As first-time buyers struggle to find an affordable home, many Millennials say they are willing to co-buy in order to access bigger mortgages.
Pairadime, a new fractional ownership solution with a focus on co-buying, surveyed 1,000 Millennials who say they don’t want to wait for marriage to co-buy a home.
Instead, they want to co-buy with their parents, friends, or other family members in order to afford a house in current market conditions.
Only 4% of respondents said they would wait until marriage to buy with another person.
“During the pandemic, people have been renting and they may have wanted more space, and so they looked at, perhaps, their roommate and decided, ‘Let’s go buy a home together,'” Jessica Lautz, vice president of demographics and behavioral insights for the National Association of Realtors, told the Wall Street Journal.
“Roommate” can also be substituted for significant other, family member, or even a person they matched with on an open marketplace.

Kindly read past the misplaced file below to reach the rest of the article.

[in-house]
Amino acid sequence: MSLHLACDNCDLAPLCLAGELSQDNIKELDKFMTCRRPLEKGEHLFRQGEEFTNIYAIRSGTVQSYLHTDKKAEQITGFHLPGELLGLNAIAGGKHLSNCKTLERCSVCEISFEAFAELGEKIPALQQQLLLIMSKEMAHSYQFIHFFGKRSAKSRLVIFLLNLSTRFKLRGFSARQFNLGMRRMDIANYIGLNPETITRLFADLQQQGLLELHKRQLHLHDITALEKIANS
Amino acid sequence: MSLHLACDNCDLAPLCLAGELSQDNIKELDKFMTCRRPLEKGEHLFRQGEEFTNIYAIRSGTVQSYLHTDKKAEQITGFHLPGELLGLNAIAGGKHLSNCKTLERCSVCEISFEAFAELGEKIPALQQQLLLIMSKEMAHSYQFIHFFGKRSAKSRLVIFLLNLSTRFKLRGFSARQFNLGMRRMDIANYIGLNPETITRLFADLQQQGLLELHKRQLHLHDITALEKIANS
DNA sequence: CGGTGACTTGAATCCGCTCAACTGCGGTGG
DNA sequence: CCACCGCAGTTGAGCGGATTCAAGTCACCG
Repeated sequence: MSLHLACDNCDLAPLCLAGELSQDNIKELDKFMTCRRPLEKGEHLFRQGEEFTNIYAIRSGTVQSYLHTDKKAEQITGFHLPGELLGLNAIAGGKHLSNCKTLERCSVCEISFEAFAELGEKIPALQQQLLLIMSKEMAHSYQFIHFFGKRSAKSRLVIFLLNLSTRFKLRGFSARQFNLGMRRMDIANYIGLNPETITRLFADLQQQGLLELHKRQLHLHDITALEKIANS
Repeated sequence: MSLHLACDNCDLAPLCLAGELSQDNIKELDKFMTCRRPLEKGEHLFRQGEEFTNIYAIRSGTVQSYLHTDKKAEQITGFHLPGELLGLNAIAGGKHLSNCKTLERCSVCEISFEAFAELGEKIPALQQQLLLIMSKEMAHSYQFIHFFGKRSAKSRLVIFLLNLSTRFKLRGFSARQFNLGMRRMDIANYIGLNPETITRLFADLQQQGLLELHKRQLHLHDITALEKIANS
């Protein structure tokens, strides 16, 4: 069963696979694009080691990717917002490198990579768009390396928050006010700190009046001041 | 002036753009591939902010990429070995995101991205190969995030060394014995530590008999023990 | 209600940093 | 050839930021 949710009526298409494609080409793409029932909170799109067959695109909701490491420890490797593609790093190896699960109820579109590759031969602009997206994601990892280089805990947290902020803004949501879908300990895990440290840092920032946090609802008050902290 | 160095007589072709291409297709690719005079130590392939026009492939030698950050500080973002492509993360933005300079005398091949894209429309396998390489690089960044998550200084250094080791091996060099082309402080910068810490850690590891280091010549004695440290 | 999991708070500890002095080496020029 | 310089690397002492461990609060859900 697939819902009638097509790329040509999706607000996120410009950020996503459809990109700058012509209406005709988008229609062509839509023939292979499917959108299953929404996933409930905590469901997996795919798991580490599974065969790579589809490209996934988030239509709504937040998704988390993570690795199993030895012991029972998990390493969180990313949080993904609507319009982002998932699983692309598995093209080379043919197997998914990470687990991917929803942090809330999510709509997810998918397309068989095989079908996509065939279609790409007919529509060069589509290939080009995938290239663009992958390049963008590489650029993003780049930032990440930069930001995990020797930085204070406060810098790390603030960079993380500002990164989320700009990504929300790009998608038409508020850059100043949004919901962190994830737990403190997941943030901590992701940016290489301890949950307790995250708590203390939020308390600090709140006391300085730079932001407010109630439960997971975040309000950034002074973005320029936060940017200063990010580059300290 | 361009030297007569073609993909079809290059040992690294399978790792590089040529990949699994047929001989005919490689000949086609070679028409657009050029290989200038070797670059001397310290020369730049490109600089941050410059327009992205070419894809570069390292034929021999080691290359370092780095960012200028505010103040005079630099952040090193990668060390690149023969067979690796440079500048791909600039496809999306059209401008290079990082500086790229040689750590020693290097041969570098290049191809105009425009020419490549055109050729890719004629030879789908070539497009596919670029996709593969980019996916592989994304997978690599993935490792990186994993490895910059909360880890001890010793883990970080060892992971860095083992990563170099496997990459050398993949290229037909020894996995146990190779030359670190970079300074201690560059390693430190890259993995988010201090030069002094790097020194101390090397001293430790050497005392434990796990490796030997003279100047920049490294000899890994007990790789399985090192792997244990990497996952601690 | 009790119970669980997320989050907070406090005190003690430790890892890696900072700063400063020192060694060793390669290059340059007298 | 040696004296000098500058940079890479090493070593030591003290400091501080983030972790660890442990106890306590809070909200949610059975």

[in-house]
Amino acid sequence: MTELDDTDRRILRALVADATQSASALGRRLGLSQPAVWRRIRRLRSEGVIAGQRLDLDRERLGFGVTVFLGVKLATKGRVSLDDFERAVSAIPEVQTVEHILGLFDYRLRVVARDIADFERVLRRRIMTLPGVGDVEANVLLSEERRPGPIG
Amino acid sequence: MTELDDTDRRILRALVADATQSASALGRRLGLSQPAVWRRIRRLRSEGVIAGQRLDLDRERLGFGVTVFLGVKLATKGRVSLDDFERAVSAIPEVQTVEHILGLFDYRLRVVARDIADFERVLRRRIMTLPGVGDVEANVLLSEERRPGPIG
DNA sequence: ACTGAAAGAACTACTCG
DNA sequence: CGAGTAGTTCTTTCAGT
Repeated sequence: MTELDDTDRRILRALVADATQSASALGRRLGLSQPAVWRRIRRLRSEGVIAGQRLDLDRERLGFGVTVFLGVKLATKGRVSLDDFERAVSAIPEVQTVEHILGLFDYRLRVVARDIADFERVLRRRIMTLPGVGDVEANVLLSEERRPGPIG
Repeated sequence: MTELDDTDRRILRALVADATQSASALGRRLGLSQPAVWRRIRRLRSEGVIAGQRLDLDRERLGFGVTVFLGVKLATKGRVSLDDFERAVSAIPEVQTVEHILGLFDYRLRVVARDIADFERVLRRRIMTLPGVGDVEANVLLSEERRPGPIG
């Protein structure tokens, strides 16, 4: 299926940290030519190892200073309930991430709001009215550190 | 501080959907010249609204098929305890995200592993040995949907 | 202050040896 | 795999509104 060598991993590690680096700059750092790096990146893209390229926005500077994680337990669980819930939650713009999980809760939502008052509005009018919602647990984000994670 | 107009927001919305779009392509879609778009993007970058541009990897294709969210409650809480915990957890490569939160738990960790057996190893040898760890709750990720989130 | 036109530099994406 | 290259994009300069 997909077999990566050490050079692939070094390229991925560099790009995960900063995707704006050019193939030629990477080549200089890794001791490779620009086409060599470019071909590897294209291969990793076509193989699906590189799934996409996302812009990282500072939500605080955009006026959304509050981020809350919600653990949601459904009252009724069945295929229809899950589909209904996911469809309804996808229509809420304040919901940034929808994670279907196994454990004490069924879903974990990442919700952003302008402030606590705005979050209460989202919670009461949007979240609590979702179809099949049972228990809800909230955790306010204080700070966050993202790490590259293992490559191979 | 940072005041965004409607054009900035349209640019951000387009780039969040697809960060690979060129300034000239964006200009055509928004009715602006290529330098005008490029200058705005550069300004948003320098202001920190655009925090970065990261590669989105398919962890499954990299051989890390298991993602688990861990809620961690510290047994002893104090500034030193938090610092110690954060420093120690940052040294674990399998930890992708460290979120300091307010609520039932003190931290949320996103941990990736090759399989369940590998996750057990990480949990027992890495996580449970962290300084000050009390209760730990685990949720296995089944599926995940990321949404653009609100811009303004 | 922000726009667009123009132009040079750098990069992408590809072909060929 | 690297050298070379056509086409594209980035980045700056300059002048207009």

This age group doesn’t see buying with their parents as a handout. More than half said they would prefer to receive financial assistance from their parents as an investment, not a gift. And they’re willing to make sacrifices in order to make their dream a reality: 36% would move home to save money for a house.
Co-buying with parents has been around for years but recently made a big jump.
In 1994, 1.3% of young adults who were first-time homebuyers listed co-borrowers age 55 or older, possibly their parents, and that number hasn’t dropped below 2.5% since 2012. In the past two years, the share rose a full percentage point.
For many, buying with another person is the only way to afford a house. Despite the fact that Millennials now make up 43% of home buyers, the most of any generation, they are also highly likely to be impacted by the affordability crisis.
The co-buying trend is especially important for single women, who make less than their male counterparts. Freddie Mac found that 60% of single female heads of household renters don’t think they can ever afford a home, with 80% citing insufficient savings for a down payment or closing costs.
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